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Old 12-17-2005, 10:00 PM   #1
cdnsupra
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`find' command


Hi guys, This is my first post, so obviously, the question is going to be very noobish.

i was trying to locate if MySQL is installed on a new server i am in the process of setting up. I typed

find `*mysql*'

thinking it would return all files matching that criteria. instead, all i got was a "<" less than sign for a command prompt. I have tried typing in exit, and quit, but it just returns with another "<" less than sign.

My question is how to escape this "<" less than environment and get back to my [root@------ /] command prompt.

Thanks in advance.
Ben a.k.a. CdnSupra
 
Old 12-17-2005, 10:13 PM   #2
edcutis
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Location: USA, Missouri
Distribution: mandriva , Kubuntu, MEPIS
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ctrl c will end it.
 
Old 12-17-2005, 10:24 PM   #3
cdnsupra
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Registered: Dec 2005
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thanks. that's how new i am to this, but i am not afraid......or should i be.

BTW, what was that ">" telling me? Is that linux's way of saying it is thinking/working/processing?
 
Old 12-17-2005, 10:45 PM   #4
Dark_Helmet
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The '>' character is the prompt for a multi-line command. If you typed your command in exactly as you posted it in your message, you confused the shell. The backtick (`) and the single quote (') both have different meaning, and are not interchangeable. For what you were trying to do, you want to use two single quotes or two double quotes. You were also missing an option to find. You should try this:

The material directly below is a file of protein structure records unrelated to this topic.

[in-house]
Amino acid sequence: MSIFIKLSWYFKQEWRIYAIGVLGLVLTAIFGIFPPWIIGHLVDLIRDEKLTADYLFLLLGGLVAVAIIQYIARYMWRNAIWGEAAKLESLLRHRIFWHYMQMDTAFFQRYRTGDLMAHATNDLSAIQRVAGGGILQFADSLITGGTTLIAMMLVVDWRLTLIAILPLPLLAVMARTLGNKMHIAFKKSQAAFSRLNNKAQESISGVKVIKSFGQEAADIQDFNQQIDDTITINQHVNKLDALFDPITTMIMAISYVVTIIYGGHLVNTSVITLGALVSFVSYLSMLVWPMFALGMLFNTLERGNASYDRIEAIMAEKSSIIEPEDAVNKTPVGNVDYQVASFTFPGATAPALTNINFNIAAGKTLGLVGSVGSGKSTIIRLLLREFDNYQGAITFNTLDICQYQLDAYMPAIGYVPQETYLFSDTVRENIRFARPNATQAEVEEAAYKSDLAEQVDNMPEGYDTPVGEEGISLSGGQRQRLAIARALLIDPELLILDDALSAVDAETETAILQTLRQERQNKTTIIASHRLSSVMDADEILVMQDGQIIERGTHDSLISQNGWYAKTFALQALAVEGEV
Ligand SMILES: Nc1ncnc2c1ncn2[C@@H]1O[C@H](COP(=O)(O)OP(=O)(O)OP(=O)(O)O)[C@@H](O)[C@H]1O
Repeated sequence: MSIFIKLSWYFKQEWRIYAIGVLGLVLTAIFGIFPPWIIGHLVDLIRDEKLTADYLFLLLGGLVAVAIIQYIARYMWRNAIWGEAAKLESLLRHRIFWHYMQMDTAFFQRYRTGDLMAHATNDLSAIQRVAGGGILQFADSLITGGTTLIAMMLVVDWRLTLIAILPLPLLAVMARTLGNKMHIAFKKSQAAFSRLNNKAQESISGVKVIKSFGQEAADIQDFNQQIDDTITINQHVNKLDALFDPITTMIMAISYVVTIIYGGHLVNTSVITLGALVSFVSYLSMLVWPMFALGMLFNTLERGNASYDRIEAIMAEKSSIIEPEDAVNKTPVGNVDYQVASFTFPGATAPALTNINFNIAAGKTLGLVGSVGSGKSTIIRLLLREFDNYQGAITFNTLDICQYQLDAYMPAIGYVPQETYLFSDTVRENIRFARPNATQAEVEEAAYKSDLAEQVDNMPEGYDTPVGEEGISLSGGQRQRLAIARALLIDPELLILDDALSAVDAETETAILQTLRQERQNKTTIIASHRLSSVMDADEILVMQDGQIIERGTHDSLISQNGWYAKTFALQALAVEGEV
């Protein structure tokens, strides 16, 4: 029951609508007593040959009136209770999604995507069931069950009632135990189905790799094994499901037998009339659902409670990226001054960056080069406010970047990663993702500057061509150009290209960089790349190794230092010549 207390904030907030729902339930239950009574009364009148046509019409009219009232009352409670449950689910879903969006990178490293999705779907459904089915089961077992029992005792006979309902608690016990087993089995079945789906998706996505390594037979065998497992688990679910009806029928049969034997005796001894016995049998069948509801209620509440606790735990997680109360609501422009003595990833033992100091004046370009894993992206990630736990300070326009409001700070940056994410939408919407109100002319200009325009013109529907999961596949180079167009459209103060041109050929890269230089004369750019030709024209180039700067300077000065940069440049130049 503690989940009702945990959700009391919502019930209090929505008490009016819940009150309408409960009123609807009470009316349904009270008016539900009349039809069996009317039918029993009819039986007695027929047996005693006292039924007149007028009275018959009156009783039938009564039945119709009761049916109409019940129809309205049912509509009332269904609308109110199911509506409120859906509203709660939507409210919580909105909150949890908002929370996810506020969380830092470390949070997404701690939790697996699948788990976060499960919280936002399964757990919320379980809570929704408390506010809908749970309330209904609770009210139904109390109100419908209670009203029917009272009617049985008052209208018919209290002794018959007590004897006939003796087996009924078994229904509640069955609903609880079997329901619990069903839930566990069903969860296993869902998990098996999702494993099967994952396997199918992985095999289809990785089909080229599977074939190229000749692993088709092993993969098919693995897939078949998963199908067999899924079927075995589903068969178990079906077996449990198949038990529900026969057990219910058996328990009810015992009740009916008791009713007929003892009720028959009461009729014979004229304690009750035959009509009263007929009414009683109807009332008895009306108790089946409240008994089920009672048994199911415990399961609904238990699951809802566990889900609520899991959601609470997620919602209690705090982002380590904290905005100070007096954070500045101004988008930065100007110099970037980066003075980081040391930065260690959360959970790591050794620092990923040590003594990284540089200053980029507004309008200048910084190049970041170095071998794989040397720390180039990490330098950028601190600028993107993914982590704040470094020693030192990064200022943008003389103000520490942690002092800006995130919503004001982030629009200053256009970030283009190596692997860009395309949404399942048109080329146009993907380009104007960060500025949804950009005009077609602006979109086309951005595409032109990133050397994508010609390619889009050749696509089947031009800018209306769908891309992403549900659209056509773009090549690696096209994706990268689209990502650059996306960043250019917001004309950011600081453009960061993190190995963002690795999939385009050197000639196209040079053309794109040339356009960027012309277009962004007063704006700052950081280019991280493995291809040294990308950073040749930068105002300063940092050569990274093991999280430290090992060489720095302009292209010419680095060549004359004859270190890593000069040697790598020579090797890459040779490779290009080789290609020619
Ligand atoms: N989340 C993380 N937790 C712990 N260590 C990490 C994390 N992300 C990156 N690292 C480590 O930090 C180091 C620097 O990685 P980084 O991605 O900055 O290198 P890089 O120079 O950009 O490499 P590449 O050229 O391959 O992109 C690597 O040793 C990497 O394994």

Code:
find -iname "*mysql*"
That command will look in the current directory and all subdirectories for any file/directory that contains "mysql" in the name (in any combination of lower or upper case characters). You could also do:
Code:
find / -iname "*mysql*"
That command does the same thing except the starting directory is specified (the root directory in this case: / )

Use this command to read about what find can do (some of it will probably be a little overwhelming if you aren't familiar with man pages):
Code:
man find
Now, if you're really interested, here's the reason the shell got confused. When you used an opening single quote character without a matching closing one, the shell assumes you plan to enter more text and eventually provide the closing single quote. So when you hit enter, it gave you another line to finish the command. That would continue until you supplied the expected closing single quote.

The backtick character has special meaning that isn't necessary to go into right now It's probably not what you need at the moment.

Last edited by Dark_Helmet; 12-17-2005 at 10:46 PM.
 
Old 12-18-2005, 12:13 PM   #5
cdnsupra
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Registered: Dec 2005
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thanks.
i have been using the info command quite a lot. i will check out some of he manuals as well.

in several examples in the find command, i saw the use of the backtick with the single quote, and figured that was proper syntax, when, i guess, it is how the info files are created so they are not interpreted as quotes.
 
  


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